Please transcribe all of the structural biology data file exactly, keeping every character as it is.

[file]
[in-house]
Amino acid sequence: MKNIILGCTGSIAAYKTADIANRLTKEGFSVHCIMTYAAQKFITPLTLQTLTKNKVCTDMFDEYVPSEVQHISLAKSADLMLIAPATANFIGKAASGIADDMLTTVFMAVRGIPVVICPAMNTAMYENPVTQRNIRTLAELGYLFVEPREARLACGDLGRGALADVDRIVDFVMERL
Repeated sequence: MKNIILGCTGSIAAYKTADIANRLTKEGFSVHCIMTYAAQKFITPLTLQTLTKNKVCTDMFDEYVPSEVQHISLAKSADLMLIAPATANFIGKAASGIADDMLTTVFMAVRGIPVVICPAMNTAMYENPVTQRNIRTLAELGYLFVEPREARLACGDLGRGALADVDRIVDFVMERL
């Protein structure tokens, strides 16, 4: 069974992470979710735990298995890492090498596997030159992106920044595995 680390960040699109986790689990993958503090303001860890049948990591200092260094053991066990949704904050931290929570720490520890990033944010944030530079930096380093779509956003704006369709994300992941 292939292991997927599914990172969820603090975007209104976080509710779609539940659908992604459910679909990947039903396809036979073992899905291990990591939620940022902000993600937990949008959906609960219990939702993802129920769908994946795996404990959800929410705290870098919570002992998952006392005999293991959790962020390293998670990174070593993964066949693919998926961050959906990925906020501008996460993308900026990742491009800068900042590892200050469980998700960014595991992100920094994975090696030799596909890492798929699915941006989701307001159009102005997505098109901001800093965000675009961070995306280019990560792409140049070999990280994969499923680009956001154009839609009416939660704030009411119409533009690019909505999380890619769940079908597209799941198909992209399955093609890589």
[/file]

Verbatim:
[in-house]
Amino acid sequence: MKNIILGCTGSIAAYKTADIANRLTKEGFSVHCIMTYAAQKFITPLTLQTLTKNKVCTDMFDEYVPSEVQHISLAKSADLMLIAPATANFIGKAASGIADDMLTTVFMAVRGIPVVICPAMNTAMYENPVTQRNIRTLAELGYLFVEPREARLACGDLGRGALADVDRIVDFVMERL
Repeated sequence: MKNIILGCTGSIAAYKTADIANRLTKEGFSVHCIMTYAAQKFITPLTLQTLTKNKVCTDMFDEYVPSEVQHISLAKSADLMLIAPATANFIGKAASGIADDMLTTVFMAVRGIPVVICPAMNTAMYENPVTQRNIRTLAELGYLFVEPREARLACGDLGRGALADVDRIVDFVMERL
């Protein structure tokens, strides 16, 4: 069974992470979710735990298995890492090498596997030159992106920044595995 680390960040699109986790689990993958503090303001860890049948990591200092260094053991066990949704904050931290929570720490520890990033944010944030530079930096380093779509956003704006369709994300992941 292939292991997927599914990172969820603090975007209104976080509710779609539940659908992604459910679909990947039903396809036979073992899905291990990591939620940022902000993600937990949008959906609960219990939702993802129920769908994946795996404990959800929410705290870098919570002992998952006392005999293991959790962020390293998670990174070593993964066949693919998926961050959906990925906020501008996460993308900026990742491009800068900042590892200050469980998700960014595991992100920094994975090696030799596909890492798929699915941006989701307001159009102005997505098109901001800093965000675009961070995306280019990560792409140049070999990280994969499923680009956001154009839609009416939660704030009411119409533009690019909505999380890619769940079908597209799941198909992209399955093609890589």